Posted by: timlewthwaite | April 15, 2010

Harpy Eagle Education Efforts

Teachers in Guatemala participate in story telling activities to educate people about the Harpy eagle.

Today I am editing a number of short features that will be going into the June issue of CONNECT magazine – and one story jumped out at me.  You’ll notice the Harpy eagle in the header for this blog site – that photo was taken by Ron Magill at Miami Metro Zoo. It is  a really stunning shot and brings me to the point of this entry.  The story I am currently editing is about Harpy eagle education efforts by The Peregrine Fund in Guatemala that has been funded by AZA’s Conservation Endowment Fund

It really brings home the idea that conservation by itself is not always enough – that to be really successful, some of those efforts need to tie into education efforts that can enlighten local communities about different animals. Once they have gained a better understanding of the conservation project in question, they will be far more likely to protect the wildlife and wild habitats involved and have a greater understanding of the value of their own natural heritage.

Posted by: timlewthwaite | April 14, 2010

Math and the Elkhorn Coral

Elkhorn Coral © Mote Marine Aquarium

Mote Marine Labratory in Sarasota, Fla., recently collaborated with Cornell University to build a mathematical model that describes how beneficial bacteria give way to harmful bacteria when elkhorn coral is stressed by high temperatures.

The study – How Microbial Community Composition Regulates Coral Disease Development – has been published in the scientific journal Public Library of Science – Biology.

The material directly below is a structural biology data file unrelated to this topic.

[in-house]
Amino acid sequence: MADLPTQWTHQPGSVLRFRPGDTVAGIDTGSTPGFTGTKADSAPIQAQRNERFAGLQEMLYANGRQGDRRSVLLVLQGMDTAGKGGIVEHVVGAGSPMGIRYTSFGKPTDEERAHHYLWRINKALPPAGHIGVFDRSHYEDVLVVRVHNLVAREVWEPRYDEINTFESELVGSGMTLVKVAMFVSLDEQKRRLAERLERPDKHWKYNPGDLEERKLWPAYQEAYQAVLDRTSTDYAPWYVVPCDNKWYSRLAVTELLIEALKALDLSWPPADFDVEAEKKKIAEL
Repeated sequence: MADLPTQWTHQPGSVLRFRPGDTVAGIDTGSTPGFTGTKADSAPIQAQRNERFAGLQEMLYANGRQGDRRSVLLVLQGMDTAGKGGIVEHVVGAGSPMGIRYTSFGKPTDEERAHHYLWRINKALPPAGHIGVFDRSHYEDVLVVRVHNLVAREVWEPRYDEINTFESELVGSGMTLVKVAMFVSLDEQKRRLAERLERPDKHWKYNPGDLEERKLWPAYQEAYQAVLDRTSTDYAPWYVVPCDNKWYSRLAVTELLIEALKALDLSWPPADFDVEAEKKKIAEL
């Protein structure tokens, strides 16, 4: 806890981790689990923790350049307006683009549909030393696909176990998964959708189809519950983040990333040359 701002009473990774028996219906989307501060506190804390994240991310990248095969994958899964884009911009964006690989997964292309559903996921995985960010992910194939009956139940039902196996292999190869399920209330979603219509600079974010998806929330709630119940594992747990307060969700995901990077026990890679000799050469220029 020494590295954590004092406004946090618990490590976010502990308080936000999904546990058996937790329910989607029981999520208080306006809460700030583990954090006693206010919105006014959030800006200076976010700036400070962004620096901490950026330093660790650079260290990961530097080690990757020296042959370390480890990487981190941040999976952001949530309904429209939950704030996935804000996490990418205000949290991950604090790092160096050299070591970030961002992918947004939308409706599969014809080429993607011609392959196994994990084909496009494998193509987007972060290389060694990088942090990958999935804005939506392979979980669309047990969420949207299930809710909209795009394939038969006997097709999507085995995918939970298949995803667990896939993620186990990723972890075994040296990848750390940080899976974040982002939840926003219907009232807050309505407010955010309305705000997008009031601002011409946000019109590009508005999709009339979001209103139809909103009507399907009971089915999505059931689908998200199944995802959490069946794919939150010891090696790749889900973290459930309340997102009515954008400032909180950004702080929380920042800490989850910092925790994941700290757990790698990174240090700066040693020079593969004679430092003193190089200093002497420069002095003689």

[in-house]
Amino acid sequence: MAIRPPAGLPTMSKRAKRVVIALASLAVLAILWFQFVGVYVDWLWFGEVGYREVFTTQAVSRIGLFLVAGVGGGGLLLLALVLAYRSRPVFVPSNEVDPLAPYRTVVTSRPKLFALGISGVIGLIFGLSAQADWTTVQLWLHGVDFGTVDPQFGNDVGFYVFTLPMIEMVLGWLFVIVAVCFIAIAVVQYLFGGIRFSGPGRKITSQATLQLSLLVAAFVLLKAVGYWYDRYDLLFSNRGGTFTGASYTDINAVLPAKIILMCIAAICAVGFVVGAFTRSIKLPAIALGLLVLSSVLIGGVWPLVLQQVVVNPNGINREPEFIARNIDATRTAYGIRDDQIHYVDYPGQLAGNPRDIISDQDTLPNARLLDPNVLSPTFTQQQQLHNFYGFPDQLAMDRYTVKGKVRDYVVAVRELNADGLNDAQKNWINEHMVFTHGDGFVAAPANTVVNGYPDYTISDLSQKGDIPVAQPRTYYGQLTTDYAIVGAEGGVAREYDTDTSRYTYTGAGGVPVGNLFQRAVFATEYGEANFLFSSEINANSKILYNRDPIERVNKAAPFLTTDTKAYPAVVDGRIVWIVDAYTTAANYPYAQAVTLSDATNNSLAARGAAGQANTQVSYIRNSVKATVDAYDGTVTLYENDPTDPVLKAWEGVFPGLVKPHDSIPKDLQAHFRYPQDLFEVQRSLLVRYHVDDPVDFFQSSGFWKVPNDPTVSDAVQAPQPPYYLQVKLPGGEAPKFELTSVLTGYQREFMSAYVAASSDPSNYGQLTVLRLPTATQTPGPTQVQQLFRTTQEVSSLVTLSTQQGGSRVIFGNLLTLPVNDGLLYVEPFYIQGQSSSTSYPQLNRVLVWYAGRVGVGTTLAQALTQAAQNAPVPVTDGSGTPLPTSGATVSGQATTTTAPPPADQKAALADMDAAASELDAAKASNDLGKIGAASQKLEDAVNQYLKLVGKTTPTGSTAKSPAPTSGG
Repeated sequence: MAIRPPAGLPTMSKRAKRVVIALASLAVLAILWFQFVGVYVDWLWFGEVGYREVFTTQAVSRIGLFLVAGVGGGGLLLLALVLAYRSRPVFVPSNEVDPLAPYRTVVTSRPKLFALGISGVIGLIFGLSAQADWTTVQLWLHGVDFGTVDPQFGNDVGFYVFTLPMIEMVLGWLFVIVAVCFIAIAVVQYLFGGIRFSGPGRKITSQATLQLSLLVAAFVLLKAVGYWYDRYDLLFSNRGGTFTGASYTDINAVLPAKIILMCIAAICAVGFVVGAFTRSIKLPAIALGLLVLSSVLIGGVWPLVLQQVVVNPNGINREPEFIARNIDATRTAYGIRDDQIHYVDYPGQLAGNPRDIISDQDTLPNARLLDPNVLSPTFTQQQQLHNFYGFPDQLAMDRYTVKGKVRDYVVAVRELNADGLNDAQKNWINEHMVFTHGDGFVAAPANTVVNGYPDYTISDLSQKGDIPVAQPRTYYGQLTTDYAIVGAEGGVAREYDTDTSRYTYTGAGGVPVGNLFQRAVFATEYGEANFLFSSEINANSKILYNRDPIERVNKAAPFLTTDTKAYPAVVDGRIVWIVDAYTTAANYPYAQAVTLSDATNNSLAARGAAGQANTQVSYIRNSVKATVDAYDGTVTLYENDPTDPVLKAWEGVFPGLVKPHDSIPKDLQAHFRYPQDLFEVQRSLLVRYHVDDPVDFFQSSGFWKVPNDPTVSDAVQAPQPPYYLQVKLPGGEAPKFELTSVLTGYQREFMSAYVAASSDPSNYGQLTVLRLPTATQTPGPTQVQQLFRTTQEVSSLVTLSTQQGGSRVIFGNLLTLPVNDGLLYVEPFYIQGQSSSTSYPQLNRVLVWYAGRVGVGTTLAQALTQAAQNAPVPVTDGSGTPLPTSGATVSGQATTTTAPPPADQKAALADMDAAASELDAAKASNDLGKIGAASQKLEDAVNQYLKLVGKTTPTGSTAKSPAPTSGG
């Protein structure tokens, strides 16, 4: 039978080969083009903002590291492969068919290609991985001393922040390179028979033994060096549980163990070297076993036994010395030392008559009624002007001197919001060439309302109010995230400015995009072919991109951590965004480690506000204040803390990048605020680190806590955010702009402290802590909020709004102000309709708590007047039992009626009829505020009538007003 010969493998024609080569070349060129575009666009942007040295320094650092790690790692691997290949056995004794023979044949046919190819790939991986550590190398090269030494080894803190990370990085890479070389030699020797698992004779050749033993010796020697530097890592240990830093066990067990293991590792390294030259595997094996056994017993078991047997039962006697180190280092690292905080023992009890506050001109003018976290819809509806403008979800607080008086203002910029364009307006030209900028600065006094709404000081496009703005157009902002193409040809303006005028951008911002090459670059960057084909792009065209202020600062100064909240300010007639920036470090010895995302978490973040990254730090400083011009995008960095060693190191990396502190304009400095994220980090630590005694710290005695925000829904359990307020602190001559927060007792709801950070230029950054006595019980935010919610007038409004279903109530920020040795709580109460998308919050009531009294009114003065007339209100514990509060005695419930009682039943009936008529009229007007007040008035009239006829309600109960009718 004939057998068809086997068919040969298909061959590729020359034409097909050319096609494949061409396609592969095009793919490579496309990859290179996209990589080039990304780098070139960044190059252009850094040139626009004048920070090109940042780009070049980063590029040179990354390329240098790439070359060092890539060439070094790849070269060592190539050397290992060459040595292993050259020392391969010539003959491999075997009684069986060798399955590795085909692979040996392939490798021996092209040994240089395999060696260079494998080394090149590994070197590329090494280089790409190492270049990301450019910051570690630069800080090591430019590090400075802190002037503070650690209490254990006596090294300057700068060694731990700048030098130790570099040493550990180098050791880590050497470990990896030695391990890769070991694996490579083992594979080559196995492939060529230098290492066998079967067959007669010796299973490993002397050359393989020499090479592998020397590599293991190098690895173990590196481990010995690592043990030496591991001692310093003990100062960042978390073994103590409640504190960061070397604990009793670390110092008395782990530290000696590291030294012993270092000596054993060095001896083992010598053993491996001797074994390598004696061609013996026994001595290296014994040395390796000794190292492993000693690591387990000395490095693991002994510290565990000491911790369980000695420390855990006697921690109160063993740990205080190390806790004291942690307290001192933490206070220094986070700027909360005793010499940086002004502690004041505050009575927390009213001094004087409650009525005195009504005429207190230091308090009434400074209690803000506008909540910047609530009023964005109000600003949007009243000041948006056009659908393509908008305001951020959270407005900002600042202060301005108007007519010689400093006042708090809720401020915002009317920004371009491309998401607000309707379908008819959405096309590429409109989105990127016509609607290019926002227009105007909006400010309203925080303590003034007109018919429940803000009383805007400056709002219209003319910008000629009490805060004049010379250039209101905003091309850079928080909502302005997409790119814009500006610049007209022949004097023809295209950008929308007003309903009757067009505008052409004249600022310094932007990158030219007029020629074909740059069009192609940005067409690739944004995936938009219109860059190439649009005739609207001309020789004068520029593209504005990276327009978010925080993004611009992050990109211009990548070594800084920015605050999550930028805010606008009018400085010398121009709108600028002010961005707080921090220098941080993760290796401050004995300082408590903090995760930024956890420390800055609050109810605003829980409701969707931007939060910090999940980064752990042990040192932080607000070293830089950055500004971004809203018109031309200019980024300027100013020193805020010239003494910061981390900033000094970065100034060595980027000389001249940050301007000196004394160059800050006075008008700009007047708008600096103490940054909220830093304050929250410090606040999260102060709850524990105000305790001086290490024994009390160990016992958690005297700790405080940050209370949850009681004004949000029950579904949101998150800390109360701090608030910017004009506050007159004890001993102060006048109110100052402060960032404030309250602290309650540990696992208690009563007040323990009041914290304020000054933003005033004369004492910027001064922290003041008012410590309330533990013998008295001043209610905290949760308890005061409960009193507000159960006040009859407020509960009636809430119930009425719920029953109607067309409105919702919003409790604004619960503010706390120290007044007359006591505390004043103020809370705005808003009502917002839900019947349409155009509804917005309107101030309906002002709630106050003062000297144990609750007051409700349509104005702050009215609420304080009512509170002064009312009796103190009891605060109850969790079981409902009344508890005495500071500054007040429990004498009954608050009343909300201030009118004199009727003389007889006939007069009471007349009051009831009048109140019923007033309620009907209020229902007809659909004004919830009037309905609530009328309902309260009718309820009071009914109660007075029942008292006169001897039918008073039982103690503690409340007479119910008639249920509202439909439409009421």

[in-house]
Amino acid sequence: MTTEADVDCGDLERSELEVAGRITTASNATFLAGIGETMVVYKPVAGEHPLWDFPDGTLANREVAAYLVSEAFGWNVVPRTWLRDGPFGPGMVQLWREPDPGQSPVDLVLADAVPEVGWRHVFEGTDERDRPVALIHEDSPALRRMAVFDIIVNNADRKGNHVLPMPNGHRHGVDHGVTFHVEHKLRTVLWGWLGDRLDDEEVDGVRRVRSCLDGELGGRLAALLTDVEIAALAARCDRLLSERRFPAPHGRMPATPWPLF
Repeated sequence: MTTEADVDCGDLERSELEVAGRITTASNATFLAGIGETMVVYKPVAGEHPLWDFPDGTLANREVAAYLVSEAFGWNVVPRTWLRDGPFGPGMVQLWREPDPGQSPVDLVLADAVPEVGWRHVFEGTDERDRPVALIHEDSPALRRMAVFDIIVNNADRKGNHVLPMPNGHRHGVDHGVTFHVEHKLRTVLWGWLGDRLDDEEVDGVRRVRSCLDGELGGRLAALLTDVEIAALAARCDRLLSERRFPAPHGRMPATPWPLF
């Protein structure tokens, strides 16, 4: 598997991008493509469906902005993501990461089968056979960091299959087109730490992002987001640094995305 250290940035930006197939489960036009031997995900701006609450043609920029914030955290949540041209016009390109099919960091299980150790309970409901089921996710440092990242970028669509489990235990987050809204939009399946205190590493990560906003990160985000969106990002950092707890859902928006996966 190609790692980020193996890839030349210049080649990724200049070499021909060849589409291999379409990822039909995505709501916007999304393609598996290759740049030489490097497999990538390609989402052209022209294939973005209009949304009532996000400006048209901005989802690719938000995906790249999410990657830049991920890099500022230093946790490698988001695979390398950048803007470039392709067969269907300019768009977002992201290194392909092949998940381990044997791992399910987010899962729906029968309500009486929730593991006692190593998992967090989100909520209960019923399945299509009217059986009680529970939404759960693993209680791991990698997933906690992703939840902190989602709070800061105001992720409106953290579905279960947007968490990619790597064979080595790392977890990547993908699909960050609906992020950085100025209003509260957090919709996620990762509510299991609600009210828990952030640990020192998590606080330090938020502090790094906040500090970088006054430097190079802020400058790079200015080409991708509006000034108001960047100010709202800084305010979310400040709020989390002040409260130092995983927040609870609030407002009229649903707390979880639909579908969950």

The new model may help marine resource managers contend with current declines in corals worldwide. The model could even help scientists predict how climate change and other factors might tip the delicate balance between coral health and disease.

To read more about this fascinating study, visit Mote Marine Labratory’s  News Room.

Posted by: timlewthwaite | April 13, 2010

Polar Bear Odyssey at the Como Zoo

I was just reading the Como Zoo’s Web site announcement about their upcoming exhibit that will open in early June – Polar Bear Odyssey.  I’d recommend visiting their site for an interesting time lapse video of the construction of the exhibit. 

Polar bears have been in the news a great deal lately, and most people will be aware that they are facing severe challenges as a result of global warming and human encroachment on their habitat.  It’s through exhibits like this that AZA accredited zoos play an important role in educating the public about the threats that are facing species like the polar bear – and many others.  So, if you are in the St. Paul area in early June, visiting this exhibit might prove to be a highlight of your stay in the area.